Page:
SMC power unit lists P40B bonds, vows to deliver an energy future that’s clean, affordable, and reliable

SMC power unit lists P40B bonds, vows to deliver an energy future that’s clean, affordable, and reliable

MANILA — San Miguel Corporation Global Power Holdings Corp. (SMCGP) successfully listed its P40-billion Fixed Rate Bonds on the Philippine Dealing and Exchange Corp. (PDEX), the largest corporate bond issuance to date, following strong demand from investors and confidence in its ability to continue providing reliable power nationwide while helping push the country towards a clean energy future.

The bond offering initially targeted to raise P30 billion, drew significant interest from investors, prompting the company to exercise its oversubscription option of up to P10 billion.

It comprises the first tranche of SMCGP’s P60 billion shelf-registered peso retail bonds consisting of Series K Bonds, with an interest rate of 5.9077% per annum due in 2025; Series L Bonds, at 7.1051% p.a. due 2028, and Series M Bonds, at 8.0288% p.a. due 2032.

“The funds provided by these Bonds come at an opportune time as we continue with our commitment to provide the country with reliable power supply, amidst present challenges in the global fuel market,” said SMC president and CEO Ramon S. Ang.

“SMC Global Power fully supports the government’s thrust in powering the nation, as we continue to pursue business and expansion strategies that are aligned with our national and regional energy policies and needs – demonstrating our commitment to conduct business operations in a socially and environmentally responsible manner,” he added.

Ang said that despite global fuel costs and supply woes brought on by the conflict between Russia and Ukraine, SMC’s power unit remains on track with plans to minimize the country’s dependence on coal, as part of the conglomerate’s larger sustainability goals.

“Right now we’re facing an unprecedented situation, but even as we work to maintain reliable and sufficient supply throughout this crisis, we are also very much focused on continuing our transition to cleaner and renewable fuel sources, without compromising on supply, quality, and affordability,” Ang said.

Ang bared that SMC and its operating units are currently working on a Group-wide sustainability roadmap that will include major targets for its Power business to achieve a sustainable energy future.

He added that as part of its transition strategy, SMCGP last month completed putting up 500 MWh of installed power storage capacity coming from new Battery Energy Storage System (BESS) facilities it is putting up nationwide — the largest initiative of its kind in Southeast Asia.

By the end of this year, he said SMCGP expects to bring total battery capacity to 700 MWh, and by the end of 2023, 1,000 MWh, once all 32 BESS facilities come online. This is the very first and largest battery network in the Philippines by far.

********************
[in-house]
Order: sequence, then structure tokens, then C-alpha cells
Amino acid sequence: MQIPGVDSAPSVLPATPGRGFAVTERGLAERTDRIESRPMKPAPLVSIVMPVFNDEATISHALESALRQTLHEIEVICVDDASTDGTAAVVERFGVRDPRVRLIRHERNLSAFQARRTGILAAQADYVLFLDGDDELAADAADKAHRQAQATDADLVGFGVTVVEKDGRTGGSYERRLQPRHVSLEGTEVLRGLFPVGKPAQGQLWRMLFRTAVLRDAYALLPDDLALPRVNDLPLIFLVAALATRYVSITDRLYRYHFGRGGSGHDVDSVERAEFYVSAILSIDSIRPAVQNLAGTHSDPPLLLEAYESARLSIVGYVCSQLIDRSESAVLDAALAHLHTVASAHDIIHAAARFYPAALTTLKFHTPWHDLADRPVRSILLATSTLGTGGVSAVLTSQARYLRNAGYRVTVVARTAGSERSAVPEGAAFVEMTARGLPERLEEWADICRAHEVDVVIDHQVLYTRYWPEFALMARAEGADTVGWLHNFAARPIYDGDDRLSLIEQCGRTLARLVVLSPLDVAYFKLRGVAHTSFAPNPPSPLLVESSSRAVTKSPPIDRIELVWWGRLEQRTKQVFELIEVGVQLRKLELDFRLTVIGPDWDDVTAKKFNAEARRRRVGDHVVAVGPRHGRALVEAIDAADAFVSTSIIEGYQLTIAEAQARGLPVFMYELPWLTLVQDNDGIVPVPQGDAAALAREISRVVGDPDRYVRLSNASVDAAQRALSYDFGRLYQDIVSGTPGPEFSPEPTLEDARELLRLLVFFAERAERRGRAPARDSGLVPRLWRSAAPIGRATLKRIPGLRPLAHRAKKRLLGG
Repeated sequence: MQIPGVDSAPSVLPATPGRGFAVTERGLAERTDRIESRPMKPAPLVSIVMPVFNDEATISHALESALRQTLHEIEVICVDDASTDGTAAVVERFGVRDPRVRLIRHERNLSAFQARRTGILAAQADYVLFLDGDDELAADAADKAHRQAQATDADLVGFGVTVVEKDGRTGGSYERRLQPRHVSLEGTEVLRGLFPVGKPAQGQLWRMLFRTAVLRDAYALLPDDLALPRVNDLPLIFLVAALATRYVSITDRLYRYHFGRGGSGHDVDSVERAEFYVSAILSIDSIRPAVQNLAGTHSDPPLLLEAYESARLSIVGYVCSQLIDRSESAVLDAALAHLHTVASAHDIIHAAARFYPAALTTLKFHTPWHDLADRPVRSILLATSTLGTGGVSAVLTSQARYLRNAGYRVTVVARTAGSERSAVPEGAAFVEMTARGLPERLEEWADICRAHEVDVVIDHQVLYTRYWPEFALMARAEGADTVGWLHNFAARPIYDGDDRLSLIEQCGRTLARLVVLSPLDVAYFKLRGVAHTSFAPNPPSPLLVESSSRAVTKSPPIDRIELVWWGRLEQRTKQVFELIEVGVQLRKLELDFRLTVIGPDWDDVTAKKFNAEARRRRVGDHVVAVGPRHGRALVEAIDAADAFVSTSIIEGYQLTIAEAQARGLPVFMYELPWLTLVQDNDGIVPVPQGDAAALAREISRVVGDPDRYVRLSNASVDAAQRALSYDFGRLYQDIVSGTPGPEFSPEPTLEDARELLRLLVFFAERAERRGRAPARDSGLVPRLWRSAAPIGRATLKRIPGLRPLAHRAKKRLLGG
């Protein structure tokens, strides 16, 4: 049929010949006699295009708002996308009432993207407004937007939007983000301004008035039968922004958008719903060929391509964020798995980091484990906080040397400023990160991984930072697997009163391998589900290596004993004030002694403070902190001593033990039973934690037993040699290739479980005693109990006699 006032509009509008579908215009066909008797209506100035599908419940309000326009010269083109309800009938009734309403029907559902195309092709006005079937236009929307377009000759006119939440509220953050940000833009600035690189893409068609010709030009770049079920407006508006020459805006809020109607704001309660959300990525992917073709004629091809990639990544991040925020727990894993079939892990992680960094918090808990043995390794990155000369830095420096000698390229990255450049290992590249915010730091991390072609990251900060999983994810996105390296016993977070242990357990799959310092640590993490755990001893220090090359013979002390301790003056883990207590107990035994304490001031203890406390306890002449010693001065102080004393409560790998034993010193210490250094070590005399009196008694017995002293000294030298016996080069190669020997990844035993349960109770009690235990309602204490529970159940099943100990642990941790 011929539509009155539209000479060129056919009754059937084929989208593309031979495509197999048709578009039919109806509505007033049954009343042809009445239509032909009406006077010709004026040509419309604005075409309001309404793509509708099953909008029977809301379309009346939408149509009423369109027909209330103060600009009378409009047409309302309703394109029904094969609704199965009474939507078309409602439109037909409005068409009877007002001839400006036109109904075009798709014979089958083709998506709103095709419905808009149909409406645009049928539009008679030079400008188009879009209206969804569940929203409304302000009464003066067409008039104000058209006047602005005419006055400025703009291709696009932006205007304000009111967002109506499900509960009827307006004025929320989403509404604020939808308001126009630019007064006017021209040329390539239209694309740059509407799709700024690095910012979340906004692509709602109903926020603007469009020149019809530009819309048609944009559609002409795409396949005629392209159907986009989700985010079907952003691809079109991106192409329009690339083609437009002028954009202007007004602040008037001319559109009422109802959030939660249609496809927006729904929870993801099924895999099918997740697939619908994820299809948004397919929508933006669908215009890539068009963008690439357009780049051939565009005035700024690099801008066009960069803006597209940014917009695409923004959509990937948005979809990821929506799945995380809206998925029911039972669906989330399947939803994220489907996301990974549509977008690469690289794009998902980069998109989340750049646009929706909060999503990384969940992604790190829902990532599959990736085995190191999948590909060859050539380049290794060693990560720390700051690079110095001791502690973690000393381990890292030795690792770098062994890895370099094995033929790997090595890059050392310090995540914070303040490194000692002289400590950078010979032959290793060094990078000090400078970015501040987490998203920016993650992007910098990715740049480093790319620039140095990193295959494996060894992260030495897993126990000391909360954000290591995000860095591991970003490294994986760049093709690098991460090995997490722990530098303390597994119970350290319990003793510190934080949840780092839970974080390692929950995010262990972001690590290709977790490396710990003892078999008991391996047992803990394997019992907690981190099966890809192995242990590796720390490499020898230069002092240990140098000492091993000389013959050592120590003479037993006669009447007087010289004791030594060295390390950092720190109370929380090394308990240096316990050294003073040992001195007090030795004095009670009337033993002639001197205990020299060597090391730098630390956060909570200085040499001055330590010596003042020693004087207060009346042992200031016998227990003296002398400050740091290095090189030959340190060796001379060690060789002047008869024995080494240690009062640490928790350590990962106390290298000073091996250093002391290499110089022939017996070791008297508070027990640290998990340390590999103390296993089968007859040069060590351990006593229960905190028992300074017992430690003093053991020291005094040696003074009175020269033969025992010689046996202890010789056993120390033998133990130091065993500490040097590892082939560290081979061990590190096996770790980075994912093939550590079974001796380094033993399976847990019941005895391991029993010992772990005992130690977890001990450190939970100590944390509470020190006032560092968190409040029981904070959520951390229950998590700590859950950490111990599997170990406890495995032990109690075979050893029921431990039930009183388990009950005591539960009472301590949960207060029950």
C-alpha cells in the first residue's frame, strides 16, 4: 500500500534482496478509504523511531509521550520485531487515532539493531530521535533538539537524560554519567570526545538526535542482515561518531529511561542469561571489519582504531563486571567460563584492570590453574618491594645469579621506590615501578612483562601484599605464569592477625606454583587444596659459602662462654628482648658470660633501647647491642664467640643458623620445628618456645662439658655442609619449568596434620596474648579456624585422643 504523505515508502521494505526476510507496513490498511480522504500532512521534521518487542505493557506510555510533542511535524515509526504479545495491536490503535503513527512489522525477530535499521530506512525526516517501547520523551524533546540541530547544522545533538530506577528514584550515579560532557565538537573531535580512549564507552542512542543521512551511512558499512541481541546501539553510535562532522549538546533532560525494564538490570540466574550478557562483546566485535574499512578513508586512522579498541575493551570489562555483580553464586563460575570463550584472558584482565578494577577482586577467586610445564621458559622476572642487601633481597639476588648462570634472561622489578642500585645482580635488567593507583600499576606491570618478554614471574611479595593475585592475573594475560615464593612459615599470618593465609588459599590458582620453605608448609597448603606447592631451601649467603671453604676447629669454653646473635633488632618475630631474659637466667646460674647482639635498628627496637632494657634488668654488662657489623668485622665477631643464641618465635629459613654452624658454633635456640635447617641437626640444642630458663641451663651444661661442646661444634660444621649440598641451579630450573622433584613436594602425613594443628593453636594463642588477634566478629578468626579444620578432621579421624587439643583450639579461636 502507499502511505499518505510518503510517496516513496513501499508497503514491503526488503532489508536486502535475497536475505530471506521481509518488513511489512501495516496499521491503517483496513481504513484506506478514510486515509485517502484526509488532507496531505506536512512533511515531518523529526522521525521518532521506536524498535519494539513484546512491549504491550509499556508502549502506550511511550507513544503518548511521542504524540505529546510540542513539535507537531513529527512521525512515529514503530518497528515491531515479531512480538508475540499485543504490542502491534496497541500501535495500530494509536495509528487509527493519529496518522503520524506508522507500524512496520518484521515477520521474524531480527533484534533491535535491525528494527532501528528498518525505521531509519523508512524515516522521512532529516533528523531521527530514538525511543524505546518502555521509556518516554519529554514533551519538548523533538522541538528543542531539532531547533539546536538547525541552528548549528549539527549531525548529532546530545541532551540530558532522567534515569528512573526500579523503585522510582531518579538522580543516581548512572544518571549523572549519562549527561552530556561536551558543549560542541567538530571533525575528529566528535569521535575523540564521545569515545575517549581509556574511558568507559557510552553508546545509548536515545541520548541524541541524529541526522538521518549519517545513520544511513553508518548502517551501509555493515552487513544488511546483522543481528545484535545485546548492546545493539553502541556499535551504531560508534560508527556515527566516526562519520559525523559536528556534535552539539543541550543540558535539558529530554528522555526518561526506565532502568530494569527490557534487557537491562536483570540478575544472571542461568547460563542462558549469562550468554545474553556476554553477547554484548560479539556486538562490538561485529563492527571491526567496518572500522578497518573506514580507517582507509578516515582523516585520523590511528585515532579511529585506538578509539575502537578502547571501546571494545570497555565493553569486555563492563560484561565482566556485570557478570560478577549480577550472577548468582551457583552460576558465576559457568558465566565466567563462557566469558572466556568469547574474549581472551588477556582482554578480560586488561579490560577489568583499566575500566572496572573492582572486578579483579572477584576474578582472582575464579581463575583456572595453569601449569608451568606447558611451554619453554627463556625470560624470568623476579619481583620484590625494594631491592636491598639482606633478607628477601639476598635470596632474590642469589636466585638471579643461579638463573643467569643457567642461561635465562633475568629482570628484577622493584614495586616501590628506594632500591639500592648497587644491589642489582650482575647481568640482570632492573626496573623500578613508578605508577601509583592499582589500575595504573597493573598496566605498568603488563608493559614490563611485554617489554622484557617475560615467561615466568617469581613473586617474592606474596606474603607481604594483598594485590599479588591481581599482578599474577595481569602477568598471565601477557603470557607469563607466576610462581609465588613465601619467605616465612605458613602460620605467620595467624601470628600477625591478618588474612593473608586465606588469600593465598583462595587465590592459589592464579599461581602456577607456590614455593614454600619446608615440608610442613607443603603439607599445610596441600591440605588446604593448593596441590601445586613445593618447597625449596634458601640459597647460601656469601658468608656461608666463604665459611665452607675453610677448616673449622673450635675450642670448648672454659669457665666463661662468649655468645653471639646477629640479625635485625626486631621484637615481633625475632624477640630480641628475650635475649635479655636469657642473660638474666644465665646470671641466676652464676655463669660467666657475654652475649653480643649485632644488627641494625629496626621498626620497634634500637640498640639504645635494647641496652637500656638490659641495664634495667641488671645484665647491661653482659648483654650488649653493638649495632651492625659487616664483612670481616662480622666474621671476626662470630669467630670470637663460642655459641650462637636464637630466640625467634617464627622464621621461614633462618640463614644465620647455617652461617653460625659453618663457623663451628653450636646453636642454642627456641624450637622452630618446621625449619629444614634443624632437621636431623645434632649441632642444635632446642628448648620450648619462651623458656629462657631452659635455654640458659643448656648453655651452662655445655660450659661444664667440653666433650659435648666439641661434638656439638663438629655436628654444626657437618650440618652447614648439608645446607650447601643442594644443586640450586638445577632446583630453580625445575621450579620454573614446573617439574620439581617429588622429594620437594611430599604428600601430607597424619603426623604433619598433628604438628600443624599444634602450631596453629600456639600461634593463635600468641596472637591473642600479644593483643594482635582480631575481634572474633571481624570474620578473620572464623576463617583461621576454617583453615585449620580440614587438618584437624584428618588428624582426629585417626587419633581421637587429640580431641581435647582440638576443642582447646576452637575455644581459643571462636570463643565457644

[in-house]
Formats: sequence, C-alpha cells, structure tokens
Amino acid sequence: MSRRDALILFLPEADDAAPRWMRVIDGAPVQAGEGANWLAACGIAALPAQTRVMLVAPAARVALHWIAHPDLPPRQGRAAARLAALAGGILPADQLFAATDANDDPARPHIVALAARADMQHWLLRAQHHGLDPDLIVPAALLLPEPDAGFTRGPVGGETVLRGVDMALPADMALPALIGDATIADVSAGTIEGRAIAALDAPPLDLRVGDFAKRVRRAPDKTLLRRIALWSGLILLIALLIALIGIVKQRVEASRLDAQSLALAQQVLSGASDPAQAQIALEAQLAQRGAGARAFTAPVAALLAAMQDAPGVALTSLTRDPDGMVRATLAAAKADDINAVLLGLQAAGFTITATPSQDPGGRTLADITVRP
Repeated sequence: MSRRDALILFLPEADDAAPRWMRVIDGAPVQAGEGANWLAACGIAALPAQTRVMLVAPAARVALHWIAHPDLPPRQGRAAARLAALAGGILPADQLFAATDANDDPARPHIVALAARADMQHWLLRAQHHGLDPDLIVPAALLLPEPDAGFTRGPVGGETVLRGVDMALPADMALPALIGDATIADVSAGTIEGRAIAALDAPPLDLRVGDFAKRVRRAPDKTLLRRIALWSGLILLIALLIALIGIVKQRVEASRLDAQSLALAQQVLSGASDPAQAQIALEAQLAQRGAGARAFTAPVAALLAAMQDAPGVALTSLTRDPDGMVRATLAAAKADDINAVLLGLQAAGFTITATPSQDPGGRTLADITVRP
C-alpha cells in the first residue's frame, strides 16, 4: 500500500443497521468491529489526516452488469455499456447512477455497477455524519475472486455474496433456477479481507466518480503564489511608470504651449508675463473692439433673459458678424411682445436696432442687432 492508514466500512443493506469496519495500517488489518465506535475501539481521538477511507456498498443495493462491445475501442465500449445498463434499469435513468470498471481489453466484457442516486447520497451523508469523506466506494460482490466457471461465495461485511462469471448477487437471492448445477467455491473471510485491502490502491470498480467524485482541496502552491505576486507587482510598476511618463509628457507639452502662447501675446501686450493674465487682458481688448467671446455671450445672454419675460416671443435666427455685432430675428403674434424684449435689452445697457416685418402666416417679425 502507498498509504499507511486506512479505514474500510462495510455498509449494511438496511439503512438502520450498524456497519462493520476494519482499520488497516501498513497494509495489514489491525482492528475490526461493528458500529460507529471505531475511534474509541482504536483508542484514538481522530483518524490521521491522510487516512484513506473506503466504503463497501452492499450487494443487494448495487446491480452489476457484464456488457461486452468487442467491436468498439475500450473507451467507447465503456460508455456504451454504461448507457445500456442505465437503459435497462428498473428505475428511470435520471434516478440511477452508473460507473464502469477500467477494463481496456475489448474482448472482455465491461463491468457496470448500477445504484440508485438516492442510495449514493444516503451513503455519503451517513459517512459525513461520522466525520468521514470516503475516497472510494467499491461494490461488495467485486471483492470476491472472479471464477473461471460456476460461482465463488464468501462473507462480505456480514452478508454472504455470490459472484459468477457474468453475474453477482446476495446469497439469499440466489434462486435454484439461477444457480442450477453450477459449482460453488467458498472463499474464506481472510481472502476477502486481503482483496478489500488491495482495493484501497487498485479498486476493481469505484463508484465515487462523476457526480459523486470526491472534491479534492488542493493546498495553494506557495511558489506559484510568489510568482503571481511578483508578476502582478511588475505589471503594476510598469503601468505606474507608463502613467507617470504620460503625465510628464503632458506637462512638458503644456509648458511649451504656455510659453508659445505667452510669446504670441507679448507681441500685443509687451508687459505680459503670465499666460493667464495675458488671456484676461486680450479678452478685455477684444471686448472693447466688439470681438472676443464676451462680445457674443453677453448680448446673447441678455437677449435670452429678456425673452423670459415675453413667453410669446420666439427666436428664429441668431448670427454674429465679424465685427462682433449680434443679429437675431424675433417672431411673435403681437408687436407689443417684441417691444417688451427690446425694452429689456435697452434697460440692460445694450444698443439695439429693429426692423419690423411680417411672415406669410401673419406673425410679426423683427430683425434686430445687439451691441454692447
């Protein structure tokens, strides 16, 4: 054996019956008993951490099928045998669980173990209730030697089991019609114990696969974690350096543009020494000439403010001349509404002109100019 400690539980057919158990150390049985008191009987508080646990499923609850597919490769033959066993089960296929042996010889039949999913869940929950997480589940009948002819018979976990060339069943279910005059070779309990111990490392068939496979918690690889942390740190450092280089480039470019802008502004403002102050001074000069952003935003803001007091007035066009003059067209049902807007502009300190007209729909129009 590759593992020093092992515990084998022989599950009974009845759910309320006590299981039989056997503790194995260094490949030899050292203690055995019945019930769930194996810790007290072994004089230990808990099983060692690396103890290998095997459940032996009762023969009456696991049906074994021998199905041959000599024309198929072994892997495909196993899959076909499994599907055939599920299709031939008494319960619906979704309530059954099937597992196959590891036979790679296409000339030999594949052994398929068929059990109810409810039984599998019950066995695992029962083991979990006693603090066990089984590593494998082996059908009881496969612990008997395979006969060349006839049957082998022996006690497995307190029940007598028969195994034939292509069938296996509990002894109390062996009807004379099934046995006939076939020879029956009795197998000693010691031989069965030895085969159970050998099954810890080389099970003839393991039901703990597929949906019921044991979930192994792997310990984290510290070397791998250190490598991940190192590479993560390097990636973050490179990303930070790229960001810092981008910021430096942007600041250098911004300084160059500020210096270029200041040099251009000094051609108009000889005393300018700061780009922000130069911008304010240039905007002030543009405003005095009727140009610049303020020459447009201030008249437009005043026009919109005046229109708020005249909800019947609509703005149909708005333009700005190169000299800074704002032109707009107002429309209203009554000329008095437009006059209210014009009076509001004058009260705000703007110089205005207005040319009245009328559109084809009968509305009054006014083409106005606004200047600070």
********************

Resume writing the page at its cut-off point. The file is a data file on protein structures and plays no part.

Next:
Ang said its BESS network will be key to ensuring reliable power supply nationwide, even in far-off areas. It is designed to minimize wastage by storing and redistributing excess capacity to ensure even underserved regions can have the same sufficient, reliable electricity enjoyed by larger cities.

“With this, provinces and regions will have equal access to power, and therefore, an equal chance to attract investors,” Ang said. “Bringing electricity to power-challenged regions will help uplift the lives of more Filipinos, who will finally have access not just to basic electricity, but also opportunities and jobs brought about by electrification.”

SMCGP’s BESS facilities, according to Ang, are also crucial to the wider use of renewable energy in the country. “Currently, the main challenge of renewables is intermittence, or the unreliable nature of renewable sources such as wind, solar, and hydropower. Battery technology will enable renewable capacity to be stored, ready to be deployed even when solar or wind farms or hydropower plants are down,” he explained.

SMCGP, which previously said it will no longer pursue new coal power investments, is also planning to increase capacities coming from cleaner fuel sources as well as renewables.

It is also investing in new liquified natural gas (LNG) plants, utilized by developed countries as a cleaner “bridge” fuel that facilitates an exit from coal, and transition to renewables. It is also putting up additional solar and hydropower plants.

Ang emphasized that even as the company and the country look to transition to cleaner power, the main challenge for the industry is still providing access to basic electricity for all, particularly reliable baseload capacity.

“Today there are still some 16 million Filipinos who do not have access to electricity. Most are located in far-flung provinces, islands, or upland areas. Bringing power to them requires solutions that are affordable, reliable, and sustainable. Through our power business, we will continue to support all-inclusive growth and a resilient and sustainable future for the country and our economy,” he added. (ai/mtvn)

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